By Anees Teladia
With the current crime rate and sense of lawlessness in the Western Cape, safety and security at schools has come under the spotlight. Many children in crime-ridden areas plagued by gangs in the Western Cape do not feel safe attending school, a place that should be a nurturing and learning environment. Cases of sexual violence, learner-on-learner fights, attacks on teachers, drug abuse, gangsterism and corporal punishment have highlighted the need for increased government efforts to combat violence in schools.
This week, various education stakeholders were brought together for an education conference hosted by the Western Cape Education Department, where crime was to be addressed as an area of concern. Speaking to VOC Breakfast Beat, the Director of Communication (DOC) of the Western Cape Education Department, Bronagh Hammond said various international guests spoke at the conference and shared ideas pertaining to education and the experiences of teachers abroad.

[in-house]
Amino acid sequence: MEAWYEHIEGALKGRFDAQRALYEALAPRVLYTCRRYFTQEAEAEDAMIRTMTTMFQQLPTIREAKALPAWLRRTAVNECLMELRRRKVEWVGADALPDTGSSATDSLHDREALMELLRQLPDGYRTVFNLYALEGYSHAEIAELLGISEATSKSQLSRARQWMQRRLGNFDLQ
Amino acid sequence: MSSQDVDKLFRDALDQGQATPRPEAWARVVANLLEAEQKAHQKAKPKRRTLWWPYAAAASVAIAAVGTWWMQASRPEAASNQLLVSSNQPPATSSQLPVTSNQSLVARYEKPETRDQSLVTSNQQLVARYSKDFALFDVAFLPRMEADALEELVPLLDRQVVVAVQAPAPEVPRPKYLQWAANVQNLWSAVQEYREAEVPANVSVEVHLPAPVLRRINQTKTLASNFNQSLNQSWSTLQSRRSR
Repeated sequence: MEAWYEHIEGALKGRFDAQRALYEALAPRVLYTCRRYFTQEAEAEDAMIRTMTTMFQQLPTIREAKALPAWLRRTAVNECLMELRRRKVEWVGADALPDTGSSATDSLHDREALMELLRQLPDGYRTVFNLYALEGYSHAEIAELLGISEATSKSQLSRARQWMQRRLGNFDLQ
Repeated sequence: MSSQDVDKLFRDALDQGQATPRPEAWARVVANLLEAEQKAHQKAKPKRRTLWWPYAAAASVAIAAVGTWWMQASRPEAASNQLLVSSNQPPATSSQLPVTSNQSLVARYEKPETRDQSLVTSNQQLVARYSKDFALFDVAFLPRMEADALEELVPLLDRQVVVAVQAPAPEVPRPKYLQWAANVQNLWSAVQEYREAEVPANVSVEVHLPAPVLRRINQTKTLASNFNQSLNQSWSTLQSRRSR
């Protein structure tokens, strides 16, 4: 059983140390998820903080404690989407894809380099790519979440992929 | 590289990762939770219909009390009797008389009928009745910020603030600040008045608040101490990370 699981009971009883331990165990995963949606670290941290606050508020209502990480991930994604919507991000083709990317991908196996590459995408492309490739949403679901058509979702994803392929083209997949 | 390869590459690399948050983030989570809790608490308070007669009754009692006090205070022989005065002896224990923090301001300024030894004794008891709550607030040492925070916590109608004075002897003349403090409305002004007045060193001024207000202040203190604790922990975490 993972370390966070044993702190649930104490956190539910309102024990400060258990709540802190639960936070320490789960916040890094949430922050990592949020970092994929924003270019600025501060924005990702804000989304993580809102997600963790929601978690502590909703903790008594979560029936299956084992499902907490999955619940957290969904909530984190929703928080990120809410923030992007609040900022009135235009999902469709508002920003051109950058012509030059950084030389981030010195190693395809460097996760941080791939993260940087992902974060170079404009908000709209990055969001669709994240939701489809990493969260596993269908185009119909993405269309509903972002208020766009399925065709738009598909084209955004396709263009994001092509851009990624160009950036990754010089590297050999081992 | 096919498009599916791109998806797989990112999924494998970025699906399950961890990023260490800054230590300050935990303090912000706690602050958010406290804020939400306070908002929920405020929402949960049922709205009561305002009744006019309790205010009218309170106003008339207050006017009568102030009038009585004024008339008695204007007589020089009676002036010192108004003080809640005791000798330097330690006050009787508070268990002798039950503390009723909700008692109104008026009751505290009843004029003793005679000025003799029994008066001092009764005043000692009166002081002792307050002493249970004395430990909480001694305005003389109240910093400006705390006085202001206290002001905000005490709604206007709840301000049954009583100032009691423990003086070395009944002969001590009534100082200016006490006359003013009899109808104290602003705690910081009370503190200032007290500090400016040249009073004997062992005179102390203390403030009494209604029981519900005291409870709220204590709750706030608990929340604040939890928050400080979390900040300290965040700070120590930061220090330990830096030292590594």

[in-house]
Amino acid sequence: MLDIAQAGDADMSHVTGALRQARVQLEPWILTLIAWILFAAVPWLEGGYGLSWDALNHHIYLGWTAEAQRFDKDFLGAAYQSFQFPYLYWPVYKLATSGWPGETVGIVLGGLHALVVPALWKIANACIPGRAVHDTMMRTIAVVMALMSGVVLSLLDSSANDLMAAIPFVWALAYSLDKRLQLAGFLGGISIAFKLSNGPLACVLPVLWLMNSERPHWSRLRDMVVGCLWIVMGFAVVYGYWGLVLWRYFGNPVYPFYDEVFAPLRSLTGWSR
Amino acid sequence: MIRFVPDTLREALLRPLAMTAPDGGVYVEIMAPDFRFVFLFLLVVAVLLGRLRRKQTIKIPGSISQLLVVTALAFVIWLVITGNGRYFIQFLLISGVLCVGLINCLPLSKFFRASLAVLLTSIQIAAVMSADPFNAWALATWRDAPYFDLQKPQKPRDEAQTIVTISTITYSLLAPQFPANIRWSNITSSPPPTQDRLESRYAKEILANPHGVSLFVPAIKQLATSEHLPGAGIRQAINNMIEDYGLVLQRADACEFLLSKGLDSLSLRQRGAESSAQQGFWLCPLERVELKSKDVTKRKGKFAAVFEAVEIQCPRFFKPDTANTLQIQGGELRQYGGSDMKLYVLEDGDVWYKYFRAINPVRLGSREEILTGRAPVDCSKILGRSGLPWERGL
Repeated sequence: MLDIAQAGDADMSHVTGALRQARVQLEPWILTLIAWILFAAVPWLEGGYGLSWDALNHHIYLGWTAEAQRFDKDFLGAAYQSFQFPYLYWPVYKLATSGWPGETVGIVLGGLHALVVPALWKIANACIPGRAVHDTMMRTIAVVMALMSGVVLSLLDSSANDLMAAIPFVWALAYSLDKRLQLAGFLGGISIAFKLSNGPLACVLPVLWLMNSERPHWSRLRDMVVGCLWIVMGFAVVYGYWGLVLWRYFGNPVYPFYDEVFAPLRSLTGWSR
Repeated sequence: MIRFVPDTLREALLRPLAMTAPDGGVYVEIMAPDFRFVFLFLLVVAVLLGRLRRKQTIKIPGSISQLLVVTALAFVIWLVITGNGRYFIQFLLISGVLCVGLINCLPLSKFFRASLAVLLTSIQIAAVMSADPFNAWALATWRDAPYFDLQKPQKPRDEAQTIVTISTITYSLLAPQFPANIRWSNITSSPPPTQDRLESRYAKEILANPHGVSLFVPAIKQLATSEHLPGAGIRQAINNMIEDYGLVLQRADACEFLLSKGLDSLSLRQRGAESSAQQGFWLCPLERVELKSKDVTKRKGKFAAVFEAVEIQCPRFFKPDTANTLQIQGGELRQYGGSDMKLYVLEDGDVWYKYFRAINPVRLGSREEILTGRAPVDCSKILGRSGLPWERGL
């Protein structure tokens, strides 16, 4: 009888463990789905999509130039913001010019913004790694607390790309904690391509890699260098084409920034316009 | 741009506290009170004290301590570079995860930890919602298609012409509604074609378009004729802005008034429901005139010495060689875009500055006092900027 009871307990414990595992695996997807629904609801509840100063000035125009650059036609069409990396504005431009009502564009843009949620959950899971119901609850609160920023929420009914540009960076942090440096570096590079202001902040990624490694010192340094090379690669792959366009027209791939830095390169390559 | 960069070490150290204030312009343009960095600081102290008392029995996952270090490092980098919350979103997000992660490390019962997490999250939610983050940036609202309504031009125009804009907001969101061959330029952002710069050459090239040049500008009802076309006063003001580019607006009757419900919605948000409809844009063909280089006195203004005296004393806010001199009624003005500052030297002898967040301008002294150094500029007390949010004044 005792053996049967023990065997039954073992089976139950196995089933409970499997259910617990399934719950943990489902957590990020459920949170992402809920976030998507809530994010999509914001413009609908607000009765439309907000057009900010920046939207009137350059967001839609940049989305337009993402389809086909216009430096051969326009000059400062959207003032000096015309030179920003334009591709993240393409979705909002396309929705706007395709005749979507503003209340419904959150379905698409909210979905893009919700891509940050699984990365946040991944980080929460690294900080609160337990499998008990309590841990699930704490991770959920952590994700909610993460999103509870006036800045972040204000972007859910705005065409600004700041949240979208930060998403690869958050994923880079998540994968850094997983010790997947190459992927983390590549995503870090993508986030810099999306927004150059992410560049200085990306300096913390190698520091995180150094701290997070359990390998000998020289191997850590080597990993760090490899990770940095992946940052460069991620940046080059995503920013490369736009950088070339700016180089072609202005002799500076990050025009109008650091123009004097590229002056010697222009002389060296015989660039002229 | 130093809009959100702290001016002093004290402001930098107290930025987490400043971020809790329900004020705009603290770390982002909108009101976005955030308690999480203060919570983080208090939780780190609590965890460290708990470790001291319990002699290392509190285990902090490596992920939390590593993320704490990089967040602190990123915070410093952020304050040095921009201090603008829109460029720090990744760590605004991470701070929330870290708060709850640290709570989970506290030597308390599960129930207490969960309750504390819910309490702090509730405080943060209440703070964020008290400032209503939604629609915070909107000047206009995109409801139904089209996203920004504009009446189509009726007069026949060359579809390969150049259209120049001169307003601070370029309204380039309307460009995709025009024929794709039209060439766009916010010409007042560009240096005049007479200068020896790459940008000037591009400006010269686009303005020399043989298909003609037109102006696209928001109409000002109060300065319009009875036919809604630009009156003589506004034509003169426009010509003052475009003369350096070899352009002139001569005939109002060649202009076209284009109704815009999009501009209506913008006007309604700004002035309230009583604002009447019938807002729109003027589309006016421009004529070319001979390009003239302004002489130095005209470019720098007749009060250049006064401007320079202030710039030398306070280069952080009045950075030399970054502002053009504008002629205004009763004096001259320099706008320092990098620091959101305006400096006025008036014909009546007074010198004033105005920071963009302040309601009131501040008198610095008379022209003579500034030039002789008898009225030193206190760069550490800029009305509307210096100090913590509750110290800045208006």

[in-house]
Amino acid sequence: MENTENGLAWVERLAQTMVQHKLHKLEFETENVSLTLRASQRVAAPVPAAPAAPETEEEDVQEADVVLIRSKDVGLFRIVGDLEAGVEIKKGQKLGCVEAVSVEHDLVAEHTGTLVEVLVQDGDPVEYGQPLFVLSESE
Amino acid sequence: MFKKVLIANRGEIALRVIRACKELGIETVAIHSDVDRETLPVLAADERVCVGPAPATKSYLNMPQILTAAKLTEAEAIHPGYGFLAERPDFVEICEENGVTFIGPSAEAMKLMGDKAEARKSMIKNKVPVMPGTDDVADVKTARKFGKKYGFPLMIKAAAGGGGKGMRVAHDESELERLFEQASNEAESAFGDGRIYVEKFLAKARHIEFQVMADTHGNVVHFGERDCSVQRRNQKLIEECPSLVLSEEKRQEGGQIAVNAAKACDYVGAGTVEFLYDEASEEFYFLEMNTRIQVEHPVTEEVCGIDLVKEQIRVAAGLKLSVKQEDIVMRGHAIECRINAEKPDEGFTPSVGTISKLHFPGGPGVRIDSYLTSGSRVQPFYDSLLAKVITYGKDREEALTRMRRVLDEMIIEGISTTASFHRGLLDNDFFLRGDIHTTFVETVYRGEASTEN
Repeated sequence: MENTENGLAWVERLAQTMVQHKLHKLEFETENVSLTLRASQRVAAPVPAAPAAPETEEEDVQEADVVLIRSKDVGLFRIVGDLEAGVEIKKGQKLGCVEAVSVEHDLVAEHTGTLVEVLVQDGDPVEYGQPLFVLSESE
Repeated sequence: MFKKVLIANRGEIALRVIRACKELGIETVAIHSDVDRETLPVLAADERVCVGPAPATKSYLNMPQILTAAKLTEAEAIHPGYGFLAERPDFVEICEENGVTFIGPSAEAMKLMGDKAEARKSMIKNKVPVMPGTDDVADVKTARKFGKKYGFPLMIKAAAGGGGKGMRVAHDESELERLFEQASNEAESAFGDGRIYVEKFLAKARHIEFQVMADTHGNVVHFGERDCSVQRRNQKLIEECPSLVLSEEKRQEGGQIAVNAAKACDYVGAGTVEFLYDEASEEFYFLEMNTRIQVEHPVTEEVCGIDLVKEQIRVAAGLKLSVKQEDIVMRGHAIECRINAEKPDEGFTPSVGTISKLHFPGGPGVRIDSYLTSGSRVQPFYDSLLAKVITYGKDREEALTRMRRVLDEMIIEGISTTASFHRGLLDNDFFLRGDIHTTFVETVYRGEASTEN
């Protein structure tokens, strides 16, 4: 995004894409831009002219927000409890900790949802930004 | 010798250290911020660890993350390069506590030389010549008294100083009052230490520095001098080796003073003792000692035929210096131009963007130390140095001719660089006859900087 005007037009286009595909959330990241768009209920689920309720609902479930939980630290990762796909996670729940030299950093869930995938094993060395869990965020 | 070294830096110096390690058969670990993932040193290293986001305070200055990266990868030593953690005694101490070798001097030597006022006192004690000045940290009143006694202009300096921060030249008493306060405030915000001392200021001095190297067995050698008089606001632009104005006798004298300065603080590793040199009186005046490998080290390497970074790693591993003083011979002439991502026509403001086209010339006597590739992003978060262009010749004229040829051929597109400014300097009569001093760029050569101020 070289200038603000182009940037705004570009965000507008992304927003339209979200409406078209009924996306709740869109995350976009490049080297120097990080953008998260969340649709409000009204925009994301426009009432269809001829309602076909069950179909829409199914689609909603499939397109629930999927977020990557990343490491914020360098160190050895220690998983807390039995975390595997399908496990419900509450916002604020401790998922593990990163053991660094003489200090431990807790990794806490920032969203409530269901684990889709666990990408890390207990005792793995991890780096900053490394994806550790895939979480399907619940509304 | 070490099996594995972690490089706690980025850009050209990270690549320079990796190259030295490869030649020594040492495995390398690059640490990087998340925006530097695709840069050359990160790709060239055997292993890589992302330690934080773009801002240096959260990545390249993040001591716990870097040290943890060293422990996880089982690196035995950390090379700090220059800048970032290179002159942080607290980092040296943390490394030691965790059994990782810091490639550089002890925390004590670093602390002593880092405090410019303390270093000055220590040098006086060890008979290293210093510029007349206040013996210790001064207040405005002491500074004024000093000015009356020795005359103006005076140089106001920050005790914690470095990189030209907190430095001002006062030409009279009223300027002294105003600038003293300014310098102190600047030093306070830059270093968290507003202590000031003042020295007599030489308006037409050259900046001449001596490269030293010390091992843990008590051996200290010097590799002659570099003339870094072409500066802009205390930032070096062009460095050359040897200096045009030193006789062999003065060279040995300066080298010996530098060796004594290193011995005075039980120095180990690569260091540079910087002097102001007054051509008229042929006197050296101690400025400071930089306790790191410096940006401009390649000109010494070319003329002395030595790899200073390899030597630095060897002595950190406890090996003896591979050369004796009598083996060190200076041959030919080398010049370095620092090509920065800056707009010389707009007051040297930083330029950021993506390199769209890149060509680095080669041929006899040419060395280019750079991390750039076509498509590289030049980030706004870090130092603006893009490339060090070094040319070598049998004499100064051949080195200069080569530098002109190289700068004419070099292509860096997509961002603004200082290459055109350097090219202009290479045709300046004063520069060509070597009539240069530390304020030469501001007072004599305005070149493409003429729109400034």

However, the issue of crime in our provincial schools was left unaddressed by the director when providing feedback on air.
Some of the issues facing learners and parents were spoken of in a very generalised way.
Hammond did, however, offer insight into ideas of how to create opportunities for learners within schools and how schools can be harnessed and aligned with the changing job market and economic structures.
“South Africa is doing quite well, the Western Cape is doing quite well, but we have a long way to go.”
“We have the drive and the vision. We know what we need to achieve but it doesn’t just involve the education department. It involves everyone,” said Hammond.
“We need to make schools dynamic bases of learning. We need to make learning fun.”
It was also mentioned that a key area of focus for the conference was how to equip learners for the job market once they leave school.
However, the issue of safety in these schools and the way the conference addressed this vital issue, was still neglected.
“The big issue is we need to listen to our youth – we don’t listen to them enough,” said Hammond.
Despite crime being a pressing topic in the Western Cape, the issue was not really addressed in the interview by Hammond. However, there does seem to be a positive prognosis for the transformation of the education system.